SGT. SHAFT: Where to order braille business cards?

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Dear Sgt Shaft,

I just recently started in the Washington, D.C., area and had to order new business cards, and I could not find a place that does braille for my cards. Is there a local subcontractor that your office uses? Thank you.

Bradley Page

Dear Bradley,

I referred your query to Gale Watson, director of V.A. Blind Rehabilitation. She suggested that you contact the Columbia Lighthouse for the Blind. Check out its website: http://www.clb.org/braille-production.html. 

Shaft notes

• Kudos to House Veterans Affairs Committee Chairman Bob Filner, California Democrat, for his support not only for America’s blinded veterans, but also to the well being of all visually impaired Americans. He has demonstrated that in a recent letter to Secretary of Health and Human Services Kathleen Sebelius below.

Dear Secretary Sebelius:

As you know, prescription medications delivered by pharmacies in the United States are labeled almost exclusively in print, as are the accompanying instructions, warnings and descriptions. This type of labeling is inaccessible to a person who is blind. We applaud the efforts of the Veterans Administration Medical Centers on this matter. Over the last eight years, our nation’s veterans have received the benefit of Audible Prescription Reading Devices (APRD). The APRD chosen by the V.A., Called ScripTalk, allows individuals who have difficulty reading their prescription labels a better way to manage their own medication regimens. To date, over 10,000 U.S Veterans and 260 V.A. hospitals and clinics are using this proven technology.

Just like our nation’s blind and visually impaired veterans, all Americans need to be able to safely, privately and independently access their medical information. Technologies such as ScripTalk have emerged as long-term, bona-fide tools that make prescription labels accessible to blind customers; however, the overwhelming majority of insurance providers refuse to cover this service, including the Centers for Medicare & Medicaid Services.

We strongly urge you to cover this technology in accordance with current laws meant to protect blind consumers. We believe that pharmacies and insurance providers that refuse to make or cover accessible prescriptions and pharmaceutical products, are in violation of federal law. The Americans with Disabilities Act (ADA) requires that individuals with disabilities be given equal treatment in regard to public accommodations. Title III of the ADA specifically addresses the responsibility of pharmacies to modify practices and communication with people who are blind by providing them with effective communication aids that are equal in access, rather than minimally adequate.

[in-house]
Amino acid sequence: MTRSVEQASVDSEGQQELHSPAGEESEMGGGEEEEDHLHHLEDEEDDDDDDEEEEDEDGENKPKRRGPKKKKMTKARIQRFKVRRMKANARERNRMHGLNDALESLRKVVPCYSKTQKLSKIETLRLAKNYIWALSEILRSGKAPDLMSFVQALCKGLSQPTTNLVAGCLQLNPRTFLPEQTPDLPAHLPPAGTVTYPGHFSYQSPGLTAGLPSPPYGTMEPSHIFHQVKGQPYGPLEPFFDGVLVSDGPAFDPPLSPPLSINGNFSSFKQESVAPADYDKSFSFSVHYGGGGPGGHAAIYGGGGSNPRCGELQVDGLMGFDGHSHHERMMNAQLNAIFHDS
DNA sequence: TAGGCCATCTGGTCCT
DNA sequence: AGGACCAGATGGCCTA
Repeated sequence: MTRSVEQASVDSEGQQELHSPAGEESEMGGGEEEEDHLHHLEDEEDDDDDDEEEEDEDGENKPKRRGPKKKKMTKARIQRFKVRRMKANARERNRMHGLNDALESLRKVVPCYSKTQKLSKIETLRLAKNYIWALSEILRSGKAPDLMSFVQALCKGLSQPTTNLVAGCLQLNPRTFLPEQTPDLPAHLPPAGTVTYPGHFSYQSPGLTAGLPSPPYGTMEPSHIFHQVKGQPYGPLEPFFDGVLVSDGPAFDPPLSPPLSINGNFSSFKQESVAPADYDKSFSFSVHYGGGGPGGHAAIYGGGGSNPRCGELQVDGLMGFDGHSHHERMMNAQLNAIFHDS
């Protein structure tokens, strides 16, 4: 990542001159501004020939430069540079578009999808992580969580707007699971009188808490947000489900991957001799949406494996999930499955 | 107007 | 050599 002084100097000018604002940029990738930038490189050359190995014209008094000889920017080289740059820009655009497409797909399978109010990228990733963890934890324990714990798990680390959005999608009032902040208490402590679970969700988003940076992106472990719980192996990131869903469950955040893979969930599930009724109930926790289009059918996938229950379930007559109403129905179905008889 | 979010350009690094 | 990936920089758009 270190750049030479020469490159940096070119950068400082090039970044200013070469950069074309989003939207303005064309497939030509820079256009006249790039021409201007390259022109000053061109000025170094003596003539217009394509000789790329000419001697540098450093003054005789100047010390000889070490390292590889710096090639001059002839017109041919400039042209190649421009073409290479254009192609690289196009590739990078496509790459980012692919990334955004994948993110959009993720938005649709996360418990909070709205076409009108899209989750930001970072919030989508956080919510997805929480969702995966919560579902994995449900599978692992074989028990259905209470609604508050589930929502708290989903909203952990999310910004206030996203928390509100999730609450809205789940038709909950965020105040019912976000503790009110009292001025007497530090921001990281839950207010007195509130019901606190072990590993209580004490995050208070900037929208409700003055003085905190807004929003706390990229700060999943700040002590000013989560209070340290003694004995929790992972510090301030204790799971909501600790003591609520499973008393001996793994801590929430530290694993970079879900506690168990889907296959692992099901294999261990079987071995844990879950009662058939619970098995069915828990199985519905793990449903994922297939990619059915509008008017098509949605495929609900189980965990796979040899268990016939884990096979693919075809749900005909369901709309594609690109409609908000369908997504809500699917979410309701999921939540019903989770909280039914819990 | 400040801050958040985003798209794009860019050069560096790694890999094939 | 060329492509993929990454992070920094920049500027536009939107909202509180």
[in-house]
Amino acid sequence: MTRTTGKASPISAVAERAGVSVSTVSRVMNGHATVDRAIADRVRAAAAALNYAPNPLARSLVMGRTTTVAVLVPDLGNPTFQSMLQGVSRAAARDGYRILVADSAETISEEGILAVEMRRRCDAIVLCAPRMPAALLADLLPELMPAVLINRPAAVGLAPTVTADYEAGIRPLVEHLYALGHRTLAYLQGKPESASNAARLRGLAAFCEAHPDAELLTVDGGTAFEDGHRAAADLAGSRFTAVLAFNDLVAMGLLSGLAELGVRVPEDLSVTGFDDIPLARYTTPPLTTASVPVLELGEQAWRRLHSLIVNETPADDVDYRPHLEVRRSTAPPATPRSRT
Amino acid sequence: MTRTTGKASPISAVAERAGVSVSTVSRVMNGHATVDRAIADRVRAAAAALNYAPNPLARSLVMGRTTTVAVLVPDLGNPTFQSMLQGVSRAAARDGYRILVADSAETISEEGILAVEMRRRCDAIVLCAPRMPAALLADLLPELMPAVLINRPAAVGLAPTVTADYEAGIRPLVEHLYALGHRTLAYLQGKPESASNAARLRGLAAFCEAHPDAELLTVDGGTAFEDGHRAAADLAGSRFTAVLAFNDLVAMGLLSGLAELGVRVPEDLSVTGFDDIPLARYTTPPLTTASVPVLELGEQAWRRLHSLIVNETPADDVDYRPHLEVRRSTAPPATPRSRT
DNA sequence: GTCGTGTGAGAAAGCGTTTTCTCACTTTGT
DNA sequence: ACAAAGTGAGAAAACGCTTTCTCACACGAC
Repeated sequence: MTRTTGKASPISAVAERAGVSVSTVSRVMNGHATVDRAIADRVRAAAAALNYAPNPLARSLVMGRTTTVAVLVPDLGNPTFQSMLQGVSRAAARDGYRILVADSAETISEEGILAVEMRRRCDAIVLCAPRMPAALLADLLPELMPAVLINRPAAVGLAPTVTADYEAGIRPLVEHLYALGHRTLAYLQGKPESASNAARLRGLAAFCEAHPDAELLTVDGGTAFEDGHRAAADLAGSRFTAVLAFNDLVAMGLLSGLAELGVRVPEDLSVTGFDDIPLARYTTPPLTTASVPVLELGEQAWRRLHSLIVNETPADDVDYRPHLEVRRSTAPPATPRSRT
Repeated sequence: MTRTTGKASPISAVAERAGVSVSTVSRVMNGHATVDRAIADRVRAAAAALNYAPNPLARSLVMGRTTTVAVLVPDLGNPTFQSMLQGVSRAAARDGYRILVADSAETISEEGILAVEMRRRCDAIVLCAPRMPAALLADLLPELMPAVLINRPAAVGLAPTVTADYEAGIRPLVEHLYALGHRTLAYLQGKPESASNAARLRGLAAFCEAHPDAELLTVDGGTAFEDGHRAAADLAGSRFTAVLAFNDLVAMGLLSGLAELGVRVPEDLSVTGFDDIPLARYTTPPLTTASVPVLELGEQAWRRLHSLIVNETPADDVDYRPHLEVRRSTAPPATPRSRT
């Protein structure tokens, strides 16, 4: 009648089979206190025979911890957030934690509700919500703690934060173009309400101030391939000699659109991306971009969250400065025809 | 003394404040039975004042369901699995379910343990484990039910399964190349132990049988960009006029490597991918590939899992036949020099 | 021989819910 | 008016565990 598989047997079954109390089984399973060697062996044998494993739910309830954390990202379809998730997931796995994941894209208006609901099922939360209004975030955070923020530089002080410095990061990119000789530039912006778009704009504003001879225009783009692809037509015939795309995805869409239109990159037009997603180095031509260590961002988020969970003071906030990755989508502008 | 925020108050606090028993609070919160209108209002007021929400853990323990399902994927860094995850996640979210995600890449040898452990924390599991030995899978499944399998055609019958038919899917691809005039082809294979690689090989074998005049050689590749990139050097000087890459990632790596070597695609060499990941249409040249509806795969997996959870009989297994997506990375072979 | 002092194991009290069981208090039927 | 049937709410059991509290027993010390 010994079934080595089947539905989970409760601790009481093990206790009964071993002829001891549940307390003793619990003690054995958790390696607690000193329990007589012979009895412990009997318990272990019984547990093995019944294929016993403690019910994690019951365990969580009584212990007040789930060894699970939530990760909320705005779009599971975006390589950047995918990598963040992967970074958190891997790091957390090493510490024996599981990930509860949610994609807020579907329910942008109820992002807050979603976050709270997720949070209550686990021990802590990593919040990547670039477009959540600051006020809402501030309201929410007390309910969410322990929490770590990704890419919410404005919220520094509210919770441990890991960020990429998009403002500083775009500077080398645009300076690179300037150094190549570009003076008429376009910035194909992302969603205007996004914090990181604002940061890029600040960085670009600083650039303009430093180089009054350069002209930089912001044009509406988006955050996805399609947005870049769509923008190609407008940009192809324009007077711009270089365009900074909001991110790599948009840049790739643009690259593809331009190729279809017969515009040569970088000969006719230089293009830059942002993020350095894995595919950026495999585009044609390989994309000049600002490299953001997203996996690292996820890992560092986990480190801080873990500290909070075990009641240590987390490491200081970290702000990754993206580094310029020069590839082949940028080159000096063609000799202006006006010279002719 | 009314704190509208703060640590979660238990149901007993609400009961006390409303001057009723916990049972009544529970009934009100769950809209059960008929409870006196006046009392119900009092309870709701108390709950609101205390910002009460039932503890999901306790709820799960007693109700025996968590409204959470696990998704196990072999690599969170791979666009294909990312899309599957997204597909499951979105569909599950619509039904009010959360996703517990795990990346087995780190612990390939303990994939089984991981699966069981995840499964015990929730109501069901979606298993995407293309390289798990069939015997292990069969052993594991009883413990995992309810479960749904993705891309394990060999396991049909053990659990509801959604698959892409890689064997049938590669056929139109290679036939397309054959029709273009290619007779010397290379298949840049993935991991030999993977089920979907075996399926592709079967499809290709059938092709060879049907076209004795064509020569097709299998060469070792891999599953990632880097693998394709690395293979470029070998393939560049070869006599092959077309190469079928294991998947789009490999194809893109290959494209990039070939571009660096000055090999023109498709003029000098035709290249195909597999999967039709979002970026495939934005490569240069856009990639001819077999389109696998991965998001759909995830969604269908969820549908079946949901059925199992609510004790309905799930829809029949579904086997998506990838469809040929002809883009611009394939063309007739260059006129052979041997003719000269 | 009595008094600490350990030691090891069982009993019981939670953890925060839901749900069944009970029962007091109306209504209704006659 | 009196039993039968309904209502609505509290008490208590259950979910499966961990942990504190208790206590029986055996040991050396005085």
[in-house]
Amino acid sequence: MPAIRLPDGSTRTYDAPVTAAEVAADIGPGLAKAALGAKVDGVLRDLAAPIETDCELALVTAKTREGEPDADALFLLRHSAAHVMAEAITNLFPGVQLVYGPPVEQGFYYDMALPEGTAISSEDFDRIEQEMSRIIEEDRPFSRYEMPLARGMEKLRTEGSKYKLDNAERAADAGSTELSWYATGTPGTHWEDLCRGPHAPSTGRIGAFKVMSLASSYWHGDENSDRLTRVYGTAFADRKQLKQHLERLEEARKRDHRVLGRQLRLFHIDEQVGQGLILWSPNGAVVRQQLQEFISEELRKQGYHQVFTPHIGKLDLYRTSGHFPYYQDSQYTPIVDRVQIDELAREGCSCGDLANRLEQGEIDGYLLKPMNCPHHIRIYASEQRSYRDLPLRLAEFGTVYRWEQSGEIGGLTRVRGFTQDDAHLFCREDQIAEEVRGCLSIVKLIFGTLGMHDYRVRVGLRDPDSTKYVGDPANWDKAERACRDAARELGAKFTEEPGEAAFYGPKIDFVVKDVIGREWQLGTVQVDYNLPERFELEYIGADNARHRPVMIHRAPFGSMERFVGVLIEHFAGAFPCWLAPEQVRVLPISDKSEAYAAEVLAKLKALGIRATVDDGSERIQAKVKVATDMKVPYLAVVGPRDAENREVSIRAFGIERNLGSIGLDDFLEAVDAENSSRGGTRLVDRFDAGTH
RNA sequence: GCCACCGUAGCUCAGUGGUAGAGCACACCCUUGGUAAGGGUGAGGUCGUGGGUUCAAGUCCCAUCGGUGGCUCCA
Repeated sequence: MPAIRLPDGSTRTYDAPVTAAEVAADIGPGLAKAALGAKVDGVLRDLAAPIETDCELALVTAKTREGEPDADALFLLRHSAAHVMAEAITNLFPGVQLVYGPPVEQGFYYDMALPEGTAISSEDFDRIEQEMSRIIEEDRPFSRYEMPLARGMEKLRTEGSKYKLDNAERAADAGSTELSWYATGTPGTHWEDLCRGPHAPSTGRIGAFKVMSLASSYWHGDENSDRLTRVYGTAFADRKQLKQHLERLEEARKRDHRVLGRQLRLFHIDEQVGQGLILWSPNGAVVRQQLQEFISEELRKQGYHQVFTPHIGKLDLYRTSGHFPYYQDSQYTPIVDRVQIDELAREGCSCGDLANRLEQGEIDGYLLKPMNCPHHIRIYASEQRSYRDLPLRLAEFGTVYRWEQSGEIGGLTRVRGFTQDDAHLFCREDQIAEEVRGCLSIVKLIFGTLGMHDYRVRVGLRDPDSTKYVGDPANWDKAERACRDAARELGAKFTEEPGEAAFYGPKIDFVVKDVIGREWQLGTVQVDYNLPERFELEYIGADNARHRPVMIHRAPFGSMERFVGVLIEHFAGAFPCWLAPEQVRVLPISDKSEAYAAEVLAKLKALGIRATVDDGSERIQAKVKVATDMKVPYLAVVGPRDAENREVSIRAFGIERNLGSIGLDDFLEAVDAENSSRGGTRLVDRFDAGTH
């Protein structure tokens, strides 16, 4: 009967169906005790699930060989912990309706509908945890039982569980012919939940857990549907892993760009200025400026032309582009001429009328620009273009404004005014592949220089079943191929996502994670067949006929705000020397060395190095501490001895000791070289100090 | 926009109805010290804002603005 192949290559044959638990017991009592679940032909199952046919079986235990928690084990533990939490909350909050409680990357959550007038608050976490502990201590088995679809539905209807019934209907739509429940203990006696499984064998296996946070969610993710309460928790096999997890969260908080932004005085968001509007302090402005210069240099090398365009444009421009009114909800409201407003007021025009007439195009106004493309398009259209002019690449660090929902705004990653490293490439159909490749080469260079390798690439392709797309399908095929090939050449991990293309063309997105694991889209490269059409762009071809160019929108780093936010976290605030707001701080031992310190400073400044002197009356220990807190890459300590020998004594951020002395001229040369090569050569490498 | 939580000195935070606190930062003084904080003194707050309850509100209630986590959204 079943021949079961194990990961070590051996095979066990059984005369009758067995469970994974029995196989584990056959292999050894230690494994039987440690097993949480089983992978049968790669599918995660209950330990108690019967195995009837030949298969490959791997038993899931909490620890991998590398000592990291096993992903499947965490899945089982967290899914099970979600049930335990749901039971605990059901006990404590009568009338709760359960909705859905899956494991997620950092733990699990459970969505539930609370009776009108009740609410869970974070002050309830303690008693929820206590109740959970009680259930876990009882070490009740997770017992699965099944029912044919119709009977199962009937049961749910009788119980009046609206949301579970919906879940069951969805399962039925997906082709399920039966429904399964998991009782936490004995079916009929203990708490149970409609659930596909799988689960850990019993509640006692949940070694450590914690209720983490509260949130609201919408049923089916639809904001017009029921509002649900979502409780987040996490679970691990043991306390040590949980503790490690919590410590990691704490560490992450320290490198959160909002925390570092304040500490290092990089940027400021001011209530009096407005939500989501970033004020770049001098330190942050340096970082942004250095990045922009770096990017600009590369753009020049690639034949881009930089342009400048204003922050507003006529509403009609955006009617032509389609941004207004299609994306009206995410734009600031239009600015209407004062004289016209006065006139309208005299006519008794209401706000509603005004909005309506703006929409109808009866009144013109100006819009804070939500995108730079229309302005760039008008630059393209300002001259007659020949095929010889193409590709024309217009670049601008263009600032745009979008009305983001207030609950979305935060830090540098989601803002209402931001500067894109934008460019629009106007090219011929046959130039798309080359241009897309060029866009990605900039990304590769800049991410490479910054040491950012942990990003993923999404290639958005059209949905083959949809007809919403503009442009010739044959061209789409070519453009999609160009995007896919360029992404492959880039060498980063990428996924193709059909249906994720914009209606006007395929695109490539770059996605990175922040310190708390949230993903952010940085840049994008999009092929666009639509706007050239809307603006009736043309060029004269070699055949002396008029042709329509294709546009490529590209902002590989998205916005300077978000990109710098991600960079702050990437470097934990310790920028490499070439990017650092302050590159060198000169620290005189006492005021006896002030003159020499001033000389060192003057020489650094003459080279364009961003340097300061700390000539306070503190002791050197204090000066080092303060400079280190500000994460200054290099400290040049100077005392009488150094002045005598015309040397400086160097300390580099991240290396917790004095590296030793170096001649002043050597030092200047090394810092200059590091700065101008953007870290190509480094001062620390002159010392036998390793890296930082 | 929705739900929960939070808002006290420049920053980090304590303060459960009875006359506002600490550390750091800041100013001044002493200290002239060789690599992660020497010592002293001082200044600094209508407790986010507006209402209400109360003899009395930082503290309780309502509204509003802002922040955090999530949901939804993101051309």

In addition, the Health Insurance Portability and Accountability Act of 1996 (HIPAA) extends the rights of blind patients by protecting the right to privacy, in addition to access. HIPAA privacy regulations require pharmacists to abide by requests that personal communication of information be made by alternative means. Without the proper technology or communication aid, a blind person’s right to medical privacy is compromised.

Finally, Section 504 of the Rehabilitation Act prohibits an agency that receives federal funding from excluding or denying persons with disabilities an equal opportunity to participate in or receive program benefits and services. Because CMS is a government agency, refusing to include access technology in your insurance formulary puts CMS in direct violation of this law.

You have the responsibility to enforce the laws that have so far been ignored. We call on CMS to approve and cover APRD devices like ScripTalk. CMS must meet this legal obligation in order to protect a blind individual’s right to access, privacy and freedom from discrimination.

The Sarge concurs with Mr. Filner and thinks that it is disgraceful that CMS refuses to adhere to the Americans with Disabilities and Vocational Rehabilitation legislation.

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